Jennifer Nickerson wanted to be a vet. The Aberdeenshire native was studying in Edinburgh when she came to the conclusion that she didn’t particularly want to spend the rest of her working life outside in the wet and cold, so she switched to accountancy – a drier career, in every sense.
While she was in college, she took a job in an Irish pub, where she met an engineering student named Liam Ahearn. They were friends, but after graduation, went their separate ways. Then they bumped into each other in Dublin, where Jennifer had risen to being an associate director in the tax department of KPMG just seven years after joining as a trainee. One thing led to another – love, marriage, plans. Liam wanted to move home to Tipperary (‘you can’t put wheels on the lands’ being his refrain), and Jennifer said she would only go if she could find a job that presented her with the right challenge.
Jennifer Nickerson’s father is Stuart Nickerson. Graduating as a chemical engineer from Heriot-Watt University in 1979, he worked with Arthur Bell & Sons in Dufftown, Pittyvaich, Blair Atholl, Inchgower, and Bladnoch. He previously managed Highland Park, Glenrothes, Glenfiddich, Balvenie, Kininvie and Girvan Grain distilleries. In 2008, he purchased Glenglassaugh Distillery on behalf of overseas investors, refurbished it and brought it back into production after 22 years. He has spent more than 40 years working with Scotland’s most famous whiskies and now specialises in providing technical advice to start-up distilleries. Jennifer grew up living beside many of the Scottish distilleries which her father managed and has been surrounded by the whisky business all of her life.
Liam Ahearn’s family have been living and working on Ballindoney Farm in Tipperary for two centuries. A mixed farm for several generations, in more recent times the focus was purely on tillage, with 165 acres of barley, wheat, oats, and grass, and seven acres of GLAS wild bird cover. The Ahearns are also something of a political dynasty, with Liam’s mother Theresa having served as a Fine Gael TD for the Tipperary South constituency from 1989 to 2000. She died of cancer in late 2000, aged just 49. At the time of her death she was both a member of Fine Gael’s National Executive Committee, and the first-ever female trustee of the party. One of her four sons, Garrett, is now a Fine Gael senator. Liam also happens to be a senior engineer with Cork County Council, meaning that between them, he and Jennifer had expertise in growing barley, planning law, construction, distilling and – perhaps most importantly – taxation (Jennifer’s thesis in college was on the Economic Impact of the Scotch Whisky Industry). It seems almost inevitable that they would build a distillery.
The plans for a farm distillery were lodged in 2015, but there were plans in 2018 for a distillery as part of a local hotel development which did not come to fruition. In 2020 Tipperary Boutique Distillery came on stream on the family farm near Clonmel. It is not well sign-posted, and unless you have the postcode, chances are you will not find it. Coming from the south you climb through the mountain pass known as The Vee and are rewarded with the sight of a vast patchwork of greens that make up the Golden Vale. After drifting through the pretty village of Ardfinnan, the roads narrow, grass starts to sprout in the centre of the road and you find yourself one thin layer of asphalt away from being on a boreen. Down this winding path is where the farm and distillery are based. The distillery itself is housed in a large, modern steel shed, cut into the fields of barley that surround it on one side, with an old farm shed now repurposed as whiskey maturation warehouse on the other. The warehouse holds approximately 300 casks without any palletisation, but is well off capacity. The shed is also black, meaning high temperatures; maturation improves, but evaporation increases.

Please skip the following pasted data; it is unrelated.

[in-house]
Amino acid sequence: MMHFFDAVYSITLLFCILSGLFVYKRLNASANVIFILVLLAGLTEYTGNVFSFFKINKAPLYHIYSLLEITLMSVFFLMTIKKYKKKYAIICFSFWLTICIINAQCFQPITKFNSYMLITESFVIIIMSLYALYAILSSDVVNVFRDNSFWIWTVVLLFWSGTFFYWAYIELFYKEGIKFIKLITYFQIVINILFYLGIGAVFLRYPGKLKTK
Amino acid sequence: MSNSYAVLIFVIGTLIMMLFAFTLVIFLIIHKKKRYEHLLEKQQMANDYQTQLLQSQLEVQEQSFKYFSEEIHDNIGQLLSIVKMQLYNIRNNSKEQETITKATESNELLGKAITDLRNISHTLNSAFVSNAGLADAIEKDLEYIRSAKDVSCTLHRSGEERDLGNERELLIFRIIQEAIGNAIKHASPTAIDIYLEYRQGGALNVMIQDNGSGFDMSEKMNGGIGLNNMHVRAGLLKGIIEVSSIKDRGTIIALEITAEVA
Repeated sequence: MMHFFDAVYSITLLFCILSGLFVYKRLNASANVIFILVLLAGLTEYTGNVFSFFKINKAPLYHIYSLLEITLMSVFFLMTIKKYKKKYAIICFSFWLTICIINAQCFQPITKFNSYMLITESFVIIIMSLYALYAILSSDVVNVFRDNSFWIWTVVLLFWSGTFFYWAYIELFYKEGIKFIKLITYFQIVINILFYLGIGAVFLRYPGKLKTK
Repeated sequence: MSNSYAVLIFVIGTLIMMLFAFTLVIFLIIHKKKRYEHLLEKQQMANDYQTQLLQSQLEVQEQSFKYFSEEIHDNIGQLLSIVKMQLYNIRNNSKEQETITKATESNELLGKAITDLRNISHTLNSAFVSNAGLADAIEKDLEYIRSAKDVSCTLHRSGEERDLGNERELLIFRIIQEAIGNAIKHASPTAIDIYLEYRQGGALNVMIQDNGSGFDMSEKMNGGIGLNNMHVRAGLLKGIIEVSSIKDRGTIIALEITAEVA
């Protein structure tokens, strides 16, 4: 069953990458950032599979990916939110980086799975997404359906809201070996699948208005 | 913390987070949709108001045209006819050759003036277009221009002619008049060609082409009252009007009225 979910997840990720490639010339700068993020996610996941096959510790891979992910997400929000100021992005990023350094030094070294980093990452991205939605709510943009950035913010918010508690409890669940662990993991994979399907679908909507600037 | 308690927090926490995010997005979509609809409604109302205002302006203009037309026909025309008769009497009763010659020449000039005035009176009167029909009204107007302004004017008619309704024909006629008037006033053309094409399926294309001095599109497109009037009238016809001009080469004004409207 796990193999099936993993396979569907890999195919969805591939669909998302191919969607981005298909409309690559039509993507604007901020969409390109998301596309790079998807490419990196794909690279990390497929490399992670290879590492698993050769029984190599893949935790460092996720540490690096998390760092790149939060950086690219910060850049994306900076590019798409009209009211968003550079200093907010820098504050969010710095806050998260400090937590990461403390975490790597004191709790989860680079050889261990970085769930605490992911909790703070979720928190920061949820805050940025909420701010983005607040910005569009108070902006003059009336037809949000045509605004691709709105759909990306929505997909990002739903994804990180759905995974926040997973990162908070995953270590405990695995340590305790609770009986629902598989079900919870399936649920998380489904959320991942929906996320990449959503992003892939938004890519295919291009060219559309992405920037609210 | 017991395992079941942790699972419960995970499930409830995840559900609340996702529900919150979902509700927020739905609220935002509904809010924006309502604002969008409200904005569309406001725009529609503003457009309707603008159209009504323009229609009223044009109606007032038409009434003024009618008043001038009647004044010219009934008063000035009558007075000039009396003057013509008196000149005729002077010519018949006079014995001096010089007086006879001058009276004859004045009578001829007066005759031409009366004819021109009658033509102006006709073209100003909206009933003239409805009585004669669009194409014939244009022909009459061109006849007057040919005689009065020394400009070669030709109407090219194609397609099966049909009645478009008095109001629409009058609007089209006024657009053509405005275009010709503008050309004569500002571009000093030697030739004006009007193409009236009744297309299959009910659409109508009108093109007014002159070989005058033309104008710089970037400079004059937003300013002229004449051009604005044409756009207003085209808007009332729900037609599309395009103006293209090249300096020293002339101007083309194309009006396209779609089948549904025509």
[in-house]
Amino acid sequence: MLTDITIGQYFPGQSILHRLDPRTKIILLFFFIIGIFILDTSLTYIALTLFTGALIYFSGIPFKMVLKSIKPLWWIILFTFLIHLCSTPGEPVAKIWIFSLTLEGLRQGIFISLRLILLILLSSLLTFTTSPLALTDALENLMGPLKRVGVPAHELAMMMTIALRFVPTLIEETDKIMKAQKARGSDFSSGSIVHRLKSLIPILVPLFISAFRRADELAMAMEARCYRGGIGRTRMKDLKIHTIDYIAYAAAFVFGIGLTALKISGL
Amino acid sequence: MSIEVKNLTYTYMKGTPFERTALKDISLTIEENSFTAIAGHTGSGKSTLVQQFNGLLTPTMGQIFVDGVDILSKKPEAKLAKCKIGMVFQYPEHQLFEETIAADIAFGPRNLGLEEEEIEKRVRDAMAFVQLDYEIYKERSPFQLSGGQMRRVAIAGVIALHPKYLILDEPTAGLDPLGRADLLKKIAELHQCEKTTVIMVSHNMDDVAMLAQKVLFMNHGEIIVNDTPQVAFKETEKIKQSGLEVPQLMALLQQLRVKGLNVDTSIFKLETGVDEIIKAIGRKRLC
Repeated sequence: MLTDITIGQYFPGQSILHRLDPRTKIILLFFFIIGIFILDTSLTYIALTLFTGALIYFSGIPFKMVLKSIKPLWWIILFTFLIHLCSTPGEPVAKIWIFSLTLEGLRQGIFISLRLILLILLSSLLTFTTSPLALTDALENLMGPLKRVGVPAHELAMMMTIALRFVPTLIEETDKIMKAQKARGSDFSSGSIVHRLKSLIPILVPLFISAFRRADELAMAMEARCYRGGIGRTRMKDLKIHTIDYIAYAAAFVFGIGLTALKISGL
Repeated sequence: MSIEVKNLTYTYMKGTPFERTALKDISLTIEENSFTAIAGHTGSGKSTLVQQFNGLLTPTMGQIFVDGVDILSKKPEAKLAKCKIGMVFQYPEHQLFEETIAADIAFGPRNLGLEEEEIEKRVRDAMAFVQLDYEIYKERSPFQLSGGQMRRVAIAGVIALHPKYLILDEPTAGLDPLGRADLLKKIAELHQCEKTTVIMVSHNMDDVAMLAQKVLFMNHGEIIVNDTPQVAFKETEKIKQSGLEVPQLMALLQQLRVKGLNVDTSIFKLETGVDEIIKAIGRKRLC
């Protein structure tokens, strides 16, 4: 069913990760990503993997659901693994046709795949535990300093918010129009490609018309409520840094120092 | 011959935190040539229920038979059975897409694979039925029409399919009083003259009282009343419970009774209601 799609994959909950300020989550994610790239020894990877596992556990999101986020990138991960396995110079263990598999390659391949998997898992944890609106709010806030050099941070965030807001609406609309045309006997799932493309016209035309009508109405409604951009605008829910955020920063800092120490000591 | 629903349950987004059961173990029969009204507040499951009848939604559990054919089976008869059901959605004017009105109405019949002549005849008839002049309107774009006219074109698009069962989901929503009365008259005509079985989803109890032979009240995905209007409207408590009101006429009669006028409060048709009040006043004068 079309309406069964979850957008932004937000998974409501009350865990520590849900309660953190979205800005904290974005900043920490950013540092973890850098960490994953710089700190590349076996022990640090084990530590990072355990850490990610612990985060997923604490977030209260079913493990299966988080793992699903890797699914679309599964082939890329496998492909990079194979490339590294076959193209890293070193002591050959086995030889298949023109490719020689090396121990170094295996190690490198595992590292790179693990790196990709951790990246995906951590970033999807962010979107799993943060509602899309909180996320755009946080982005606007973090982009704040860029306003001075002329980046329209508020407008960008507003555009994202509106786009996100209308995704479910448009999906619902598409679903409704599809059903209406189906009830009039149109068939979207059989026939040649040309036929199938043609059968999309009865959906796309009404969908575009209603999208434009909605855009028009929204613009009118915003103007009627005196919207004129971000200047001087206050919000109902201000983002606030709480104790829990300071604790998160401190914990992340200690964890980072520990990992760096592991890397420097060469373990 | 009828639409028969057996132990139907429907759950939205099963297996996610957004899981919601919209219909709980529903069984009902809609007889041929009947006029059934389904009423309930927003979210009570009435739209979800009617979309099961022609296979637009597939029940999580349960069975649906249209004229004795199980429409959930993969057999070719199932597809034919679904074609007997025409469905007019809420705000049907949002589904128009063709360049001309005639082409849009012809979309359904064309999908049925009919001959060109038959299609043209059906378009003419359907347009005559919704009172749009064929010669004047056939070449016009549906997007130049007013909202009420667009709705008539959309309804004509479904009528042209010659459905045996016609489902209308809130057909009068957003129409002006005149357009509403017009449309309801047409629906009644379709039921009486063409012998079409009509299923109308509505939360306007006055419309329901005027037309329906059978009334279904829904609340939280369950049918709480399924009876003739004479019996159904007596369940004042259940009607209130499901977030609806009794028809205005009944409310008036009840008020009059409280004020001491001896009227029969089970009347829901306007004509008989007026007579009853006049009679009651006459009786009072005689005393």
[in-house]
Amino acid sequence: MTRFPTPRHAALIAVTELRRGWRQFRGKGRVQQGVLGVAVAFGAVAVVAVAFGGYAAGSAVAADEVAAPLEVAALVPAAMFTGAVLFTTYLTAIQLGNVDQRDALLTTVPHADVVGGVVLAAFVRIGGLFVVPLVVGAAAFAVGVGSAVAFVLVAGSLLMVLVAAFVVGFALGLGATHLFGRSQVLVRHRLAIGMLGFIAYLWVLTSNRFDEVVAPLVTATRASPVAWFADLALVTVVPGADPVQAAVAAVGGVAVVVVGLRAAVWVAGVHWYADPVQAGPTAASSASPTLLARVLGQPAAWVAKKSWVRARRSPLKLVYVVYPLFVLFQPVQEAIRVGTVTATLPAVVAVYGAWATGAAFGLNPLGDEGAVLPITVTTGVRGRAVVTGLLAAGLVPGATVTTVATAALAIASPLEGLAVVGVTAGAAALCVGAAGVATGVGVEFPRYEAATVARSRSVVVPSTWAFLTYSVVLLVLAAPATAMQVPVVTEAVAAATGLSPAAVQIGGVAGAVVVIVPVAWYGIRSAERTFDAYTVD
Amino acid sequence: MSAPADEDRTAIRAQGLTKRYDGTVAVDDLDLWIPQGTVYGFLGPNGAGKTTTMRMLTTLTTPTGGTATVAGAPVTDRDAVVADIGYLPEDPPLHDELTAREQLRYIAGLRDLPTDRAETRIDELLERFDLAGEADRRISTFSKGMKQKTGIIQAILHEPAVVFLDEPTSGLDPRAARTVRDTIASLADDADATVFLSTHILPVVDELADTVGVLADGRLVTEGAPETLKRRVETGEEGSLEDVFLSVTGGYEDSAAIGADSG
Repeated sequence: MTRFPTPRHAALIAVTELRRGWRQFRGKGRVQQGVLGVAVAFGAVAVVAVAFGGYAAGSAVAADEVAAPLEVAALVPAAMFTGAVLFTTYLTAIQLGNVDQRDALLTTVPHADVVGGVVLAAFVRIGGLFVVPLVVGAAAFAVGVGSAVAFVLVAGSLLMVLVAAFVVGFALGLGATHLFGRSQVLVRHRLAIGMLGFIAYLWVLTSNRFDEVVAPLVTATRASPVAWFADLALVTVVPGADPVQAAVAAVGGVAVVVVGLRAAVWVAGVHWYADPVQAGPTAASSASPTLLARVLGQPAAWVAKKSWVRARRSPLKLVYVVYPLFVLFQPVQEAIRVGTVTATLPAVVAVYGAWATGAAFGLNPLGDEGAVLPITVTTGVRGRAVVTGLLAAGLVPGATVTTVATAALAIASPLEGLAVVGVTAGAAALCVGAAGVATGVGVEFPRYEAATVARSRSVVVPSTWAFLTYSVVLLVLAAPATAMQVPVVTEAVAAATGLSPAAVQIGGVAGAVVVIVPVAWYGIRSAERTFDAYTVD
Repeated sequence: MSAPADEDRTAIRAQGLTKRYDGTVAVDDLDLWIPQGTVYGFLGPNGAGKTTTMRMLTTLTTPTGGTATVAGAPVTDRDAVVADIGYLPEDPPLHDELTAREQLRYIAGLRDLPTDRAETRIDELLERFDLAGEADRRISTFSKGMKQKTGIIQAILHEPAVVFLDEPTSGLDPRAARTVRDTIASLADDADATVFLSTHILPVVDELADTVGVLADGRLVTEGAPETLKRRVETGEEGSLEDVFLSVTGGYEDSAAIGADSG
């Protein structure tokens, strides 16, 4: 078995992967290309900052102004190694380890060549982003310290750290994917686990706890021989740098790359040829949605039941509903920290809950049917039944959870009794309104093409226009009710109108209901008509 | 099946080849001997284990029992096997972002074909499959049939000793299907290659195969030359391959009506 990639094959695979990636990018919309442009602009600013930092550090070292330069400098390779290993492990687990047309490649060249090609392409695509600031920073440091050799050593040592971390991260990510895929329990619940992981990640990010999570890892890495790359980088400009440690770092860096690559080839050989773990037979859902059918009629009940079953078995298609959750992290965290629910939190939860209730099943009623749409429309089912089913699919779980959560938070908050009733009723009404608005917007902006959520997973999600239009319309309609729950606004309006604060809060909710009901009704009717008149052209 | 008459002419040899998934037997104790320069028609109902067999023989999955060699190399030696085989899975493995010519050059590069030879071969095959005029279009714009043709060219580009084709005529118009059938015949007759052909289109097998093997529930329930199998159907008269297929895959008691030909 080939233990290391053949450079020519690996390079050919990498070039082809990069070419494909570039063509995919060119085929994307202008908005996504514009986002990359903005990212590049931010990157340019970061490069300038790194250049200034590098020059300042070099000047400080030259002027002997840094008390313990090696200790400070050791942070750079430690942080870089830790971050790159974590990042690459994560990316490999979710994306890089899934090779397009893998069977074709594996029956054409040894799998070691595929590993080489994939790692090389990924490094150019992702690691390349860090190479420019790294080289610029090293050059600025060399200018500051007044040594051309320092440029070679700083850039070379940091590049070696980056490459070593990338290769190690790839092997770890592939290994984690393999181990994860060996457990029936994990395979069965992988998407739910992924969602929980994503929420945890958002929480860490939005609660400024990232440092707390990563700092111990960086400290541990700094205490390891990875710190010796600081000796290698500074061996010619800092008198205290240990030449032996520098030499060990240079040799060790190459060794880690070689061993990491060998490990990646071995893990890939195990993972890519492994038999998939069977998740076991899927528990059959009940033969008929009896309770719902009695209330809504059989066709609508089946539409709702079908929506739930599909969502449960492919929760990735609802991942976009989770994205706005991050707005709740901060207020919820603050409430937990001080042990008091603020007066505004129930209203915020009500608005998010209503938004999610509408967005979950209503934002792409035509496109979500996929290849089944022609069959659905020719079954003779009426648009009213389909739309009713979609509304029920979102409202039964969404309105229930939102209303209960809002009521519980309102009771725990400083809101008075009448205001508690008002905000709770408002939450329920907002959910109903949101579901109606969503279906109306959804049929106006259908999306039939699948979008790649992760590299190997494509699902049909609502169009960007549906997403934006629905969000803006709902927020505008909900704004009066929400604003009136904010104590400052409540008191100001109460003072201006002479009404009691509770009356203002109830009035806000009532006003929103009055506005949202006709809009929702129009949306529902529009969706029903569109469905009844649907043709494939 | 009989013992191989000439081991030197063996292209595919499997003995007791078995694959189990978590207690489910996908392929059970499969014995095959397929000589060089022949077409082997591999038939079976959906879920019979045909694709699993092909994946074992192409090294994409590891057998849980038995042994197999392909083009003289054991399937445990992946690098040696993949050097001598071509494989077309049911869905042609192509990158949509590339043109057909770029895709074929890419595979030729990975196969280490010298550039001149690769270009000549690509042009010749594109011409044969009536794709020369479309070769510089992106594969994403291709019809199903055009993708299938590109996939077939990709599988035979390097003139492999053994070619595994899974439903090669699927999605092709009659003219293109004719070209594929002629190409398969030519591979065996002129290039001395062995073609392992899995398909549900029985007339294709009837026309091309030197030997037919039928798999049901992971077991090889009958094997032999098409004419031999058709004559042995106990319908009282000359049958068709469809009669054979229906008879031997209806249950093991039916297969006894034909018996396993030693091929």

The water for the distillery comes from a well fifty yards into the adjacent field, the concrete cap marked out with a traffic cone to stop it from being toppled by combine harvesters (it still gets hit). It is very much a farm distillery, and has the feel of a proper agricultural endeavour. They don’t do tours – despite being close to beauty spots such as The Vee, the iconic Rock Of Cashel, and Cahir Castle – as with footfall comes any number of costs in terms of health and safety, and right now, the focus is on making whiskey. They have a 200kg mashtun and four stills, made by Hoga in Portugal, the largest of which is 1,000 litres. They can put out 16,000 litres of pure alcohol per annum, or two barrels a week – thus the ‘Boutique’ in their name. They also have a tiny bottling line in another part of the distillery.
Jennfier had a steep learning curve as, despite growing up around distilleries, she had no experience of running one. Her father, based in Perth in Scotland, oversees the processes – she has twice-weekly conference calls with him to discuss the finer points of making whiskey – ph, temperatures, fermentation – while her mother has a small licenced still in their house which she uses to research new gin recipes, which Jennifer then replicates in Tipperary using neutral spirits which they buy in from elsewhere. Their own Tipperary Farmhouse Gin – distilled in a still named Brigid – is selling well (Jennifer points out that gin is so incredibly easy to make in comparison to the lever-pulling nightmare of whiskey making) and they also made a bespoke gin for the five-star Cashel Palace Hotel.